• In cases of mild or palindromic cases, Hydroxychloroquine is an alternative to oral Methotrexate, Leflunomide or Sulfasalazine
  • Show efficacy as monotherapy or in combination therapy


  • Recommended as part of the initial treatment strategy in patients with contraindication to or intolerance of Methotrexate


  • Recommended as part of the initial treatment strategy 
  • Preferred DMARD for both early and established rheumatoid arthritis 
  • Preferred agent for most combinations and DMARD of choice due its more favorable efficacy and toxicity profiles
  • Can increase the efficacy of biological DMARDs if used in combination therapy
  • Considered as one of the most active compounds in terms of frequency of remissions and time to onset of action


  • Recommended as part of the initial treatment strategy in patients with contraindication or intolerance to Methotrexate
  • One of the most active compounds in terms of frequency of remissions and time to onset of action
  • Provides a good risk-benefit ratio

Targeted Synthetic DMARDs

  • Eg Baricitinib, Tofacitinib, Upadacitinib
  • Janus kinase (Jak) inhibitors are recommended for patients with treatment failure after biological DMARDs
    • May also be considered as initial therapy in DMARD-naive patients
  • Effective in the treatment of both early and established rheumatoid arthritis
  • Other new Jak inhibitors include Peficitinib which has been approved in Japan and Filgotinib which is currently undergoing regulatory evaluation


  • A Jak-1 and Jak-2 inhibitor that showed better efficacy when compared to placebo and other active DMARDs in several studies
    • One study suggested that Baricitinib, whether given alone or in combination with Methotrexate, showed better efficacy rates than a TNF-inhibitor in patients with active rheumatoid arthritis with inadequate response to Methotrexate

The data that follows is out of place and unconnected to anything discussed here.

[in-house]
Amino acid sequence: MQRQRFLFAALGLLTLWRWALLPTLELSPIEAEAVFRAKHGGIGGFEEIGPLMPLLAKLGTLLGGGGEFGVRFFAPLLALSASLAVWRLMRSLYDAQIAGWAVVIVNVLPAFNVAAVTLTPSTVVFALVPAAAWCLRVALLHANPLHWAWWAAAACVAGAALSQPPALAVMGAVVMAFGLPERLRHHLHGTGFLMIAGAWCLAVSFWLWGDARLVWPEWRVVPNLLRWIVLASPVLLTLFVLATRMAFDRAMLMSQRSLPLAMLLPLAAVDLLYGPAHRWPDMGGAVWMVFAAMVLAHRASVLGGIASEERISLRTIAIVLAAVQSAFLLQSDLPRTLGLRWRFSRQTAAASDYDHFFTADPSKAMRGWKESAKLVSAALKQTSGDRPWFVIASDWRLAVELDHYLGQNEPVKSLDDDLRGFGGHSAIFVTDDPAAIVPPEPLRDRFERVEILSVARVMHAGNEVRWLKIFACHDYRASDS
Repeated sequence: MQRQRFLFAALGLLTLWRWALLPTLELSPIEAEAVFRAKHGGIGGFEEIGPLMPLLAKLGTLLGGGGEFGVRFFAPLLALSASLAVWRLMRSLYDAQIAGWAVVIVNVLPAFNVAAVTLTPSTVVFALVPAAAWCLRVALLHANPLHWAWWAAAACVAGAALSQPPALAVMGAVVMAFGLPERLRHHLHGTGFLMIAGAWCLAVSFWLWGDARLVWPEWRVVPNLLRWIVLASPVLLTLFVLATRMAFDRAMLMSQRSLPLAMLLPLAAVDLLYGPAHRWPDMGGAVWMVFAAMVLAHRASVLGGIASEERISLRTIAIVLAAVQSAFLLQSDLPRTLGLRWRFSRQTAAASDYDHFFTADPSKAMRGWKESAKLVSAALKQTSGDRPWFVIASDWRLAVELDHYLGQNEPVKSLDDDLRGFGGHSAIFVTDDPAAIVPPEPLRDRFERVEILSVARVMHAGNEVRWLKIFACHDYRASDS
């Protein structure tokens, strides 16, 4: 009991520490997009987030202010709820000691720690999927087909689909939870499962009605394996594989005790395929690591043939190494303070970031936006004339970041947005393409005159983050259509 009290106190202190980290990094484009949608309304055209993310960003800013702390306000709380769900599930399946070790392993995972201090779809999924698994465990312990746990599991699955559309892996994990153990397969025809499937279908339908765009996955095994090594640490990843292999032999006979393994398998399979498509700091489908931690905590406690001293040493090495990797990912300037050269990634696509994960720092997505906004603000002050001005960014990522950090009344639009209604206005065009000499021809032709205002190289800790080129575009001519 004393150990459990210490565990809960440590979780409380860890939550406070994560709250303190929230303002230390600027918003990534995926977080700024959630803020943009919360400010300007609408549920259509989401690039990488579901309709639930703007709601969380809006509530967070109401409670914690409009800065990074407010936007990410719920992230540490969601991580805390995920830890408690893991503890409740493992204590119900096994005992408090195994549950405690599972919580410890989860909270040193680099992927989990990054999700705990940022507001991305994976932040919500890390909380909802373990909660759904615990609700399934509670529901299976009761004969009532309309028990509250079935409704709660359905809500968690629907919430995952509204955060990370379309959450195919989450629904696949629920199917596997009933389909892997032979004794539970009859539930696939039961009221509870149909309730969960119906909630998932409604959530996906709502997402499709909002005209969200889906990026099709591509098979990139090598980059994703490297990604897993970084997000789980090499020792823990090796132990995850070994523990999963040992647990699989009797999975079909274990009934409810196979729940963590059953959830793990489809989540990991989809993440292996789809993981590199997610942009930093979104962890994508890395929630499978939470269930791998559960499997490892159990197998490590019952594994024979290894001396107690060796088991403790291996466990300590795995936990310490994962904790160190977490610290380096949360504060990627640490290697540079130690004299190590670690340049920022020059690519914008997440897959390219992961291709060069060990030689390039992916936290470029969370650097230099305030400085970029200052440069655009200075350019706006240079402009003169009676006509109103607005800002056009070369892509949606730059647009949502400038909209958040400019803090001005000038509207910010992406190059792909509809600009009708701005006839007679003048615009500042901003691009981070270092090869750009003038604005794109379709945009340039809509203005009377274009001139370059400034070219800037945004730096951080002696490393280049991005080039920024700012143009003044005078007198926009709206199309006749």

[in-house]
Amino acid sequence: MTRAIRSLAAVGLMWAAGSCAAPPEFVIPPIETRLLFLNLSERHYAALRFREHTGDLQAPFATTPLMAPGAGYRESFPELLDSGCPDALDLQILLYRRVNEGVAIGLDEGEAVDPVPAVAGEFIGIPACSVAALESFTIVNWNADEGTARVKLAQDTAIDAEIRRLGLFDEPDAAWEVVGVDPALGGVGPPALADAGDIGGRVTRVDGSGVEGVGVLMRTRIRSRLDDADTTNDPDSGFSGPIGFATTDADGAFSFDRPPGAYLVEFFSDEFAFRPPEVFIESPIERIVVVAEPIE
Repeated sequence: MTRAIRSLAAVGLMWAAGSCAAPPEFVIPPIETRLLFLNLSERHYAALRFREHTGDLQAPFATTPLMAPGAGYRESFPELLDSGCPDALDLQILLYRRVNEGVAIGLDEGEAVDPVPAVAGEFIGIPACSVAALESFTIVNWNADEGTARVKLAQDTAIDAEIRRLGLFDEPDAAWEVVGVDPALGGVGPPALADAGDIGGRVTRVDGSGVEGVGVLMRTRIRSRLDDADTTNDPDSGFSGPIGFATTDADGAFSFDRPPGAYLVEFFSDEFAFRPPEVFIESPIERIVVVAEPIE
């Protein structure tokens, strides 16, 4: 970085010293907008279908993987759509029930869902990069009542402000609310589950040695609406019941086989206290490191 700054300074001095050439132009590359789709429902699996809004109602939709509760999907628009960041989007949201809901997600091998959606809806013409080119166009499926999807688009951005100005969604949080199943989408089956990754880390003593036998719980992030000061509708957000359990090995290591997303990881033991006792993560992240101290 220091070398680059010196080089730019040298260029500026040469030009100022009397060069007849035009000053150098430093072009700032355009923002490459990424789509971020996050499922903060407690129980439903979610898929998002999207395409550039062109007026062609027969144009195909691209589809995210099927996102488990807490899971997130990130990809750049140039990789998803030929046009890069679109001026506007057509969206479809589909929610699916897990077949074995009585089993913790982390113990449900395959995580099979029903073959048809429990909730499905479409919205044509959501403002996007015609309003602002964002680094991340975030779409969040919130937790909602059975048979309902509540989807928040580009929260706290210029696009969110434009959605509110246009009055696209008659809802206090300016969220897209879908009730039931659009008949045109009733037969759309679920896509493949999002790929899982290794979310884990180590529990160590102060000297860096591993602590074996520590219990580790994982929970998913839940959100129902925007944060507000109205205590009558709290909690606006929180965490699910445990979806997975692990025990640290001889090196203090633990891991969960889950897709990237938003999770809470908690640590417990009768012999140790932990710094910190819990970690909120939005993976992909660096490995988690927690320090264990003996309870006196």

• Inhibits Jak-1 and Jak-3 activity, but may also affect all the Jak isoforms
  • Studies showed that treatment  with Tofacitinib was more beneficial when compared to placebo therapy in patients with active rheumatoid arthritis with inadequate response to Methotrexate
  • One study showed that Tofacitinib monotherapy resulted in significant reductions of signs and symptoms in patients with active rheumatoid arthritis


  • A Jak-1 inhibitor that underwent phase III trial testing as monotherapy and combination therapy in various rheumatoid arthritis populations 
  • Indicated for moderate to severe active rheumatoid arthritis in adults with inadequate response or intolerance to ≥1 DMARDs (with or without Methotrexate or other conventional synthetic DMARDs)

Biological DMARDs

  • Generally target cytokines or their receptors or are directed against other cell surface molecules
  • Monotherapy is recommended for early rheumatoid arthritis patients including all levels of disease activity (low to high)

TNF Inhibitors/Anti-TNF Biologicals

  • Eg Adalimumab, Certolizumab pegol, Etanercept, Golimumab, Infliximab, 
    • Adalimumab is a human-sequence antibody that specifically binds to TNF-α and blocks interaction with cell-surface TNF-α receptors to neutralize its biological function (ie changes in adhesion molecule levels that causes leukocyte migration)
    • Certolizumab pegol is a TNF-α specific Fab fragment of humanized monoclonal antibody which highly binds with soluble and membrane-bound TNF-α that causes inhibition of its activity
    • Etanercept is a recombinant human TNF-α receptor fusion protein that interferes with inflammatory cascade by binding to TNF-α and then blocking its interaction with cell-surface receptors
    • Golimumab is a human monoclonal antibody specific for TNF-α and prevents its interaction by forming high affinity complexes
    • Infliximab is a chimeric monoclonal antibody that neutralizes TNF-α function by binding to it
  • Recommended for the following:
    • Early rheumatoid arthritis patients with high disease activity (with or without Methotrexate)
    • Established rheumatoid arthritis patients with low disease activity where DMARD monotherapy with added Methotrexate, Hydroxychloroquine and Leflunomide have failed
    • Established rheumatoid arthritis patients where 1st TNF inhibitor regimen has failed (ACR recommends switching to another TNF inhibitor or replacing the TNF inhibitor with Abatacept, Rituximab or Tocilizumab)